(Host) Senator Bernie Sanders is playing a prominent national role to encourage liberal and progressive voters to be more actively involved in the budget decisions that will be made by Congress this fall.
As VPR’s Bob Kinzel reports, the effort is taking Sanders all around the country with a message that’s critical of Republicans, Democrats and President Obama.
(Kinzel) There’s no question that Sanders believes that President Obama and Congressional Democratic leaders have failed to stand up to conservative Republicans in Washington. For instance, he was very disappointed that they supported legislation extending the nation’s debt ceiling without including new taxes on the wealthy in the package.
Sanders told thousands of steel workers at their annual convention in Las Vegas last week, that the time has come to take a stand.
(Sanders) "What we have got to do now is exactly what your convention slogan is all about and that is stand up, fight back, organize, education and make this government work for all of us."
(Kinzel) To the delight of his audience, Sanders compared the needs of the rich to drug addicts and alcoholics.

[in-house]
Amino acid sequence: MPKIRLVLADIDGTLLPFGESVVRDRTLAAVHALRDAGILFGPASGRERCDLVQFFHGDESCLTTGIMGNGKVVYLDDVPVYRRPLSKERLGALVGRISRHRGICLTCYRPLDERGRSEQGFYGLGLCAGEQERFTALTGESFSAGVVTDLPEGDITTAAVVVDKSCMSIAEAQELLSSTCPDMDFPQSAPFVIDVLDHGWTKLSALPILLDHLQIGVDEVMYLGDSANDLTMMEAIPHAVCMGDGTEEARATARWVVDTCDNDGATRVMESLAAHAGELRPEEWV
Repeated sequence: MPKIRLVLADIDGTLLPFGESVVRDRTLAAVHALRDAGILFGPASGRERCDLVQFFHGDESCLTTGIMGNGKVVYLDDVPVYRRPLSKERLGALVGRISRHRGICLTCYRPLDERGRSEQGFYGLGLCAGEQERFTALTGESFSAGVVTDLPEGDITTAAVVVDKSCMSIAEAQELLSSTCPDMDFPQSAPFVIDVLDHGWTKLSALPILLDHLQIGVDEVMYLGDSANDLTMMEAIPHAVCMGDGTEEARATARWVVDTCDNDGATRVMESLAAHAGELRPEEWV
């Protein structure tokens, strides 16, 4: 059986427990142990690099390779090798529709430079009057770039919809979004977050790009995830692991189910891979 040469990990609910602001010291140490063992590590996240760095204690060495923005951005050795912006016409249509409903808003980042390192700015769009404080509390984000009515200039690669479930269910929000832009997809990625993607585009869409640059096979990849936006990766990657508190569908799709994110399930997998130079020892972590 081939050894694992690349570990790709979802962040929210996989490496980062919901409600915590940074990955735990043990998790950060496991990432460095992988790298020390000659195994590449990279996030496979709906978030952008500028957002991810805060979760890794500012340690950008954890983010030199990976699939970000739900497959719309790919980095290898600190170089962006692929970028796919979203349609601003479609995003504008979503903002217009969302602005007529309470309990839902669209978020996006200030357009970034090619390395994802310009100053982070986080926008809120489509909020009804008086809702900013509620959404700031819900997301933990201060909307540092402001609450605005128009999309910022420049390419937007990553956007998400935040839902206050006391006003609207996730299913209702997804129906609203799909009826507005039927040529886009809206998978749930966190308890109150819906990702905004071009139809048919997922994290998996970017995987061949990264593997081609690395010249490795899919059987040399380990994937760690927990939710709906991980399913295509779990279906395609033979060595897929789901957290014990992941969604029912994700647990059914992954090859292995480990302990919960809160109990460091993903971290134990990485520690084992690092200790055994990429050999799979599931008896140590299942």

(Sanders) "No matter how high the unemployment numbers all they want is more and more and more and I say enough is enough!"
(Kinzel) Sanders also made it clear that part of the problem lies with the President and the Democrats.
(Sanders) "There has been too much discussion in this country not just for Republicans but from Democrats alike that we should be making cuts in Social Security… That is wrong!"
(Kinzel) UVM political science professor Garrison Nelson says many liberal Democrats appreciate what Sanders is doing. Nelson says that Sanders, as an independent, can be critical of the Republicans and the Democrats.
(Nelson) "There’s a vacuum and Bernie has basically been obliged to fill that vacuum. It’s not a strategic ploy on Bernie’s part but is clearly a continuation of his long term ideological commitment."
(Kinzel) Nelson says the 2012 presidential election is beginning to resemble 1980, because some political observers are comparing Barack Obama’s leadership style to that of Jimmy Carter.
He says there’s one big difference. In 1980, the liberals were so unhappy with Carter that Massachusetts senator Teddy Kennedy ran against Carter in the Democratic primaries. But Nelson says that kind of challenge isn’t happening this year.
(Nelson) "So basically the question is what do the liberals do which is to sort of wring their hands and hope Obama as I say develops some toughness between now and next year. Because they really have no alternative that they can scare him with."
(Kinzel) Sanders says his goal to mobilize voters to send a clear message to the Congressional super committee on debt reduction that new tax revenue must be part of any final deal.
For VPR News, I’m Bob Kinzel in Montpelier.